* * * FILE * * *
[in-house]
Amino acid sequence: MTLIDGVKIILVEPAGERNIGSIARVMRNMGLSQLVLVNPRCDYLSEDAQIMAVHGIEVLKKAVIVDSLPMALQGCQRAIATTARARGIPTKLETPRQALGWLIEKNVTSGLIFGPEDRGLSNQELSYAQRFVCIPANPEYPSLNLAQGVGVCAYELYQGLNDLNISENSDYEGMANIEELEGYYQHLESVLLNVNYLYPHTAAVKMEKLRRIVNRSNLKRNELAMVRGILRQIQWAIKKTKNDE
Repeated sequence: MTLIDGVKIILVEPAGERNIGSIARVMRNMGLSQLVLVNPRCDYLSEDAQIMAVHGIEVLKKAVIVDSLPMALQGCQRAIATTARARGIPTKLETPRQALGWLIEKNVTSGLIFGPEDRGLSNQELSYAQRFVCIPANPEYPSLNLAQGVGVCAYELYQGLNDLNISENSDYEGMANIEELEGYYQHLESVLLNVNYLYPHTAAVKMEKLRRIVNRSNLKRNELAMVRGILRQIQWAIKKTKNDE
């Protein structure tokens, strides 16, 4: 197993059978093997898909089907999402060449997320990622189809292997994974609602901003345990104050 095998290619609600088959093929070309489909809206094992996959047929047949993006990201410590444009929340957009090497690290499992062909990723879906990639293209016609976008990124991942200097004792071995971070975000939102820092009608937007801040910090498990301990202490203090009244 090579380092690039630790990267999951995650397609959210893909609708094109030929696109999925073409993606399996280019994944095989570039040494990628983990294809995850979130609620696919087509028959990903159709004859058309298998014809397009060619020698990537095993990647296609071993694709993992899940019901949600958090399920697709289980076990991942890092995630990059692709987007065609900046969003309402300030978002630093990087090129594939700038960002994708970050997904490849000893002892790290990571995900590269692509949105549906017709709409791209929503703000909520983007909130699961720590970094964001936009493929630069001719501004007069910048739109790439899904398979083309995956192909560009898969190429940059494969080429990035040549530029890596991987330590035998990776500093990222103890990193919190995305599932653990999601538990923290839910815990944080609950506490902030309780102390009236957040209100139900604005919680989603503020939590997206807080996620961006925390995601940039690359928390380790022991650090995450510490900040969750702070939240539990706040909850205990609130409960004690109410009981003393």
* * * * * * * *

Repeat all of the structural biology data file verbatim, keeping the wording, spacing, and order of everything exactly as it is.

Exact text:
[in-house]
Amino acid sequence: MTLIDGVKIILVEPAGERNIGSIARVMRNMGLSQLVLVNPRCDYLSEDAQIMAVHGIEVLKKAVIVDSLPMALQGCQRAIATTARARGIPTKLETPRQALGWLIEKNVTSGLIFGPEDRGLSNQELSYAQRFVCIPANPEYPSLNLAQGVGVCAYELYQGLNDLNISENSDYEGMANIEELEGYYQHLESVLLNVNYLYPHTAAVKMEKLRRIVNRSNLKRNELAMVRGILRQIQWAIKKTKNDE
Repeated sequence: MTLIDGVKIILVEPAGERNIGSIARVMRNMGLSQLVLVNPRCDYLSEDAQIMAVHGIEVLKKAVIVDSLPMALQGCQRAIATTARARGIPTKLETPRQALGWLIEKNVTSGLIFGPEDRGLSNQELSYAQRFVCIPANPEYPSLNLAQGVGVCAYELYQGLNDLNISENSDYEGMANIEELEGYYQHLESVLLNVNYLYPHTAAVKMEKLRRIVNRSNLKRNELAMVRGILRQIQWAIKKTKNDE
């Protein structure tokens, strides 16, 4: 197993059978093997898909089907999402060449997320990622189809292997994974609602901003345990104050 095998290619609600088959093929070309489909809206094992996959047929047949993006990201410590444009929340957009090497690290499992062909990723879906990639293209016609976008990124991942200097004792071995971070975000939102820092009608937007801040910090498990301990202490203090009244 090579380092690039630790990267999951995650397609959210893909609708094109030929696109999925073409993606399996280019994944095989570039040494990628983990294809995850979130609620696919087509028959990903159709004859058309298998014809397009060619020698990537095993990647296609071993694709993992899940019901949600958090399920697709289980076990991942890092995630990059692709987007065609900046969003309402300030978002630093990087090129594939700038960002994708970050997904490849000893002892790290990571995900590269692509949105549906017709709409791209929503703000909520983007909130699961720590970094964001936009493929630069001719501004007069910048739109790439899904398979083309995956192909560009898969190429940059494969080429990035040549530029890596991987330590035998990776500093990222103890990193919190995305599932653990999601538990923290839910815990944080609950506490902030309780102390009236957040209100139900604005919680989603503020939590997206807080996620961006925390995601940039690359928390380790022991650090995450510490900040969750702070939240539990706040909850205990609130409960004690109410009981003393």